NEW YORK, Oct 9 (Reuters) - The number of U.S. homes thatcould soon come onto the market fell to the lowest in more thanthree years as of July as distressed sales offset newdelinquencies in an encouraging sign for the housing market, adata analyst firm said on Tuesday.
The pending supply of homes, also known as shadow inventory,fell to 2.3 million units as of the end of July, down 10.2percent from 2.6 million units a year ago and at the same levelas March 2009, CoreLogic said. The July data is themost recent available.
Shadow inventory includes the number of properties that areseriously delinquent or behind with loan payments, inforeclosure or held by lenders and servicers but not currentlylisted on the market. At the end of July it was equal to aboutsix months' supply, CoreLogic said.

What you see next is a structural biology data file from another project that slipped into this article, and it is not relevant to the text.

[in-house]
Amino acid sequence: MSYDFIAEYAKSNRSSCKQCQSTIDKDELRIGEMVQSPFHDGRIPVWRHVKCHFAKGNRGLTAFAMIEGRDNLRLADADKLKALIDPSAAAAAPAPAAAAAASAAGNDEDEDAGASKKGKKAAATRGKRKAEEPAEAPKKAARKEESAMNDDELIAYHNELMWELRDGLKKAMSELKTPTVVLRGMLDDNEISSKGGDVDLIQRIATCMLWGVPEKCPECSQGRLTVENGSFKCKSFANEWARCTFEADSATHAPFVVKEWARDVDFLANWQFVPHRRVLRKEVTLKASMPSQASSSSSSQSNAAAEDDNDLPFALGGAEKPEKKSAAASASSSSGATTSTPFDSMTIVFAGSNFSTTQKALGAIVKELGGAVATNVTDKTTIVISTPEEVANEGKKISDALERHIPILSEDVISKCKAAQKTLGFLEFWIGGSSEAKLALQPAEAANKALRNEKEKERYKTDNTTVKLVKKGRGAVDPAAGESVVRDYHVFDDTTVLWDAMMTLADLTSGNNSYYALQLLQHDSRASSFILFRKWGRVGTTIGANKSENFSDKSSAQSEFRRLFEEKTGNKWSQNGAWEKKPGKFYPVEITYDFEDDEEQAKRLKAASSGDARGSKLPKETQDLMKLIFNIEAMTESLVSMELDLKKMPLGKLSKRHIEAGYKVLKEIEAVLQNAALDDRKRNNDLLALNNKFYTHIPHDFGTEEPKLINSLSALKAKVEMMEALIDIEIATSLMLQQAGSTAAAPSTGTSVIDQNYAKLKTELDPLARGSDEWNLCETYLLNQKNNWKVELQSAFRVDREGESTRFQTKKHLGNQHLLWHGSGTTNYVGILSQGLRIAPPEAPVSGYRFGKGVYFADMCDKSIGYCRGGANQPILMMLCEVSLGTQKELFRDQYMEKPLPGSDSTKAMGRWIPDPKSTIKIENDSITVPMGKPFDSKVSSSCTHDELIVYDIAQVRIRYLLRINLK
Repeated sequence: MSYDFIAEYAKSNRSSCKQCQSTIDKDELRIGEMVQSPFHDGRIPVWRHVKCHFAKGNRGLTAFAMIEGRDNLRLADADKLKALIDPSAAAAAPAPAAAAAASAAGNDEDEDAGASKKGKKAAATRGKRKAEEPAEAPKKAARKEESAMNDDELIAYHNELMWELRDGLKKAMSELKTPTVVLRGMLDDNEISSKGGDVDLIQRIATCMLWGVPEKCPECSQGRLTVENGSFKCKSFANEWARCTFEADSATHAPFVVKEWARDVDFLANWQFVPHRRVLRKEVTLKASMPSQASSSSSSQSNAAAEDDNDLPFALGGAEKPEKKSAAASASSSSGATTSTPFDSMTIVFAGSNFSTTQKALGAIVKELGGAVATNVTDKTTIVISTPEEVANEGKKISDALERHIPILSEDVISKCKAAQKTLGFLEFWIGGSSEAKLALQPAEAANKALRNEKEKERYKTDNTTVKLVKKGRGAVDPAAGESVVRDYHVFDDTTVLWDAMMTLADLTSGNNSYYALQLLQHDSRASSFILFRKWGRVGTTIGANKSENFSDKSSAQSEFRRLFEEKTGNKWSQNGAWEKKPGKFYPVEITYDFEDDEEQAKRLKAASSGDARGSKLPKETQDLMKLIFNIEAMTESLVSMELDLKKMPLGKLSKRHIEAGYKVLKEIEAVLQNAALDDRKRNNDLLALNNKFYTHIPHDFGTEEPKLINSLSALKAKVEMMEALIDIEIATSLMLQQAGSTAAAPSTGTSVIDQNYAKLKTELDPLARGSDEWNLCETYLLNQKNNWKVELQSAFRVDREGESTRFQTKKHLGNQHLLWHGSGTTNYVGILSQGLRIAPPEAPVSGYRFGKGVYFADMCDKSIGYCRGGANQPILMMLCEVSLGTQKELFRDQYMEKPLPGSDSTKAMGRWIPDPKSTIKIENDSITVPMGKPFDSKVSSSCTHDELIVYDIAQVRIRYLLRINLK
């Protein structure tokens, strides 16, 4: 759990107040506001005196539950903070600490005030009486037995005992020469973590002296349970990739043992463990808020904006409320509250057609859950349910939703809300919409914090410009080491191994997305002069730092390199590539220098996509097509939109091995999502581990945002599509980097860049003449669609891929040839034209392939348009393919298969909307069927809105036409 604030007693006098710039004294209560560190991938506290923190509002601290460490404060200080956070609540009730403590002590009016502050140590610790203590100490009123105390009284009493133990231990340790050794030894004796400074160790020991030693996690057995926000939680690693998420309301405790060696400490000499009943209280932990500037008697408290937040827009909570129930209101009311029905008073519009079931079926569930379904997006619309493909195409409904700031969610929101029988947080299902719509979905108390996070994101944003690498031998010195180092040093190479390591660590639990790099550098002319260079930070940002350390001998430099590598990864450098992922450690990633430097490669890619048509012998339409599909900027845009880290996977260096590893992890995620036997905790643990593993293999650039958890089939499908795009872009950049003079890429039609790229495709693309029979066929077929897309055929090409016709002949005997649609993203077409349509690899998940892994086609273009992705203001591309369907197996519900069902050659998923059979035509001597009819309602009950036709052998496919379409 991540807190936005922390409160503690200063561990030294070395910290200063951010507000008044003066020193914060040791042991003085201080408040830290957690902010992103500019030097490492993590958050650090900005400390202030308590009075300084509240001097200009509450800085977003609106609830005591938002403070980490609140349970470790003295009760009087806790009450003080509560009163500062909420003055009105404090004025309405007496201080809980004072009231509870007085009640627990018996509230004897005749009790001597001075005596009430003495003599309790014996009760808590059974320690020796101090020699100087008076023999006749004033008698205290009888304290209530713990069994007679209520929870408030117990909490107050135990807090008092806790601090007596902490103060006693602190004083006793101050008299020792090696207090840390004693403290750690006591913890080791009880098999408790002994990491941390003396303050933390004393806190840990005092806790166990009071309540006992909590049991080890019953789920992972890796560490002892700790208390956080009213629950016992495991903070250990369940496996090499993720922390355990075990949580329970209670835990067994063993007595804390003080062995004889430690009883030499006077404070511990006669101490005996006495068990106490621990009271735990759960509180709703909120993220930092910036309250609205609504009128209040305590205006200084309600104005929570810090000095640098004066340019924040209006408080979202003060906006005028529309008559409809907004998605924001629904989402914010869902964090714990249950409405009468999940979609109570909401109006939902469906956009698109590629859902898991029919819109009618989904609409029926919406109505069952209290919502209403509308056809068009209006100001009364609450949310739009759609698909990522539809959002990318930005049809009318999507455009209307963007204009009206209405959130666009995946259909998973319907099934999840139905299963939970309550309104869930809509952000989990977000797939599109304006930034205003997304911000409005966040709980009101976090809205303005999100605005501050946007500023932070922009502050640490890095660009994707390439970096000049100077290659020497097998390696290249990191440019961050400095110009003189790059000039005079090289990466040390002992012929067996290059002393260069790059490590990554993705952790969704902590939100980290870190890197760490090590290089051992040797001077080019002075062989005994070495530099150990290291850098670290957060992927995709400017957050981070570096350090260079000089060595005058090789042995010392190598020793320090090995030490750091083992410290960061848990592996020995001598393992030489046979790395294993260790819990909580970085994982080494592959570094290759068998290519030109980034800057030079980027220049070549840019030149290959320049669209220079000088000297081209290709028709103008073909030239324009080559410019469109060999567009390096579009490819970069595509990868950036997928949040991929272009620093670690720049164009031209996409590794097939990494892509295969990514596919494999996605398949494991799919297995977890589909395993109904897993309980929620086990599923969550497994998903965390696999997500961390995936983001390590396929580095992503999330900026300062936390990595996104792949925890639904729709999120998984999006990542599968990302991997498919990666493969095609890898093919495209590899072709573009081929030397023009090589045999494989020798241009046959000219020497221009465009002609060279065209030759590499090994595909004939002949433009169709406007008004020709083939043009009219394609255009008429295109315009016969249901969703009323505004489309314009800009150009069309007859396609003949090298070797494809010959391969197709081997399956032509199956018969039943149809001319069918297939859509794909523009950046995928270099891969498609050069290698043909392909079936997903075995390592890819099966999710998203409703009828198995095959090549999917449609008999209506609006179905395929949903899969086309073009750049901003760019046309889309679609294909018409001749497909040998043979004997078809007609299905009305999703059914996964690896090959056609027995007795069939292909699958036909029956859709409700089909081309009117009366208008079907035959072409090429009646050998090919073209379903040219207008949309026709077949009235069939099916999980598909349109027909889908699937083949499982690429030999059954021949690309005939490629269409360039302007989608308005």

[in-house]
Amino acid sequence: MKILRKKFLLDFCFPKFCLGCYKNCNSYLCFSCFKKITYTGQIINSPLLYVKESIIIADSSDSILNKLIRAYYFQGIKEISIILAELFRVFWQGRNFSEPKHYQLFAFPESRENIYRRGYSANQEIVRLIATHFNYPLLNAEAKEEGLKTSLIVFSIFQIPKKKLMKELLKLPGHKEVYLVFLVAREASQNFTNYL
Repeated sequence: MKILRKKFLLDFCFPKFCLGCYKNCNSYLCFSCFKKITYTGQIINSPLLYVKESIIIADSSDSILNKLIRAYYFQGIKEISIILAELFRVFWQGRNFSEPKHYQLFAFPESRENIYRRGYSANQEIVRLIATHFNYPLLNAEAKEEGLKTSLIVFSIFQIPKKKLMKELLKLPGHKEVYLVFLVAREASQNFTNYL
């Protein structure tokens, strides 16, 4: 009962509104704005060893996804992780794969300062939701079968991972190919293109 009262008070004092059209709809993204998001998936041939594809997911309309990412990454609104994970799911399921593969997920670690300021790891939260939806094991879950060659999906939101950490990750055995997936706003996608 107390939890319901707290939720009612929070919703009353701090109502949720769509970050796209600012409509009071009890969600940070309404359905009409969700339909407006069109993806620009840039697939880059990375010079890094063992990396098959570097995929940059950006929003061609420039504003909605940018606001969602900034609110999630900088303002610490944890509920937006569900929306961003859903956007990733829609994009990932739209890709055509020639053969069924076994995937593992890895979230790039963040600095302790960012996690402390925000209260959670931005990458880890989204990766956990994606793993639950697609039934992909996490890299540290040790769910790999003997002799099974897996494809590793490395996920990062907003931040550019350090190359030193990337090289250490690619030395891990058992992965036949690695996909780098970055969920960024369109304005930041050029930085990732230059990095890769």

While many economists believe the housing market has finallyturned a corner as prices have stabilized, the sector stillfaces many challenges including the swollen pipeline offoreclosures that need to be absorbed by the market.
A decline in shadow inventory should help the nascentrecovery as fewer properties coming onto the market means lessdownward pressure on prices.
"Broadly speaking, the shadow inventory continued to shrinkin July," Anand Nallathambi, chief executive of CoreLogic saidin a statement. "This is yet another hopeful sign that thehousing market is slowly healing."
Of the properties in shadow inventory, one millionhomeowners were 90 days or more behind on their mortgagepayments, considered to be seriously delinquent. As well,900,000 homes were in some stage of foreclosure, and 345,000 hadalready been seized by the banks.
The dollar volume of shadow inventory was $382 billion, downfrom $397 billion a year ago.
CoreLogic revised its methodology for the report and updatedprevious figures.
(Reporting by Edward Krudy; Editing by James Dalgleish)
Keywords: USA HOUSING/CORELOGIC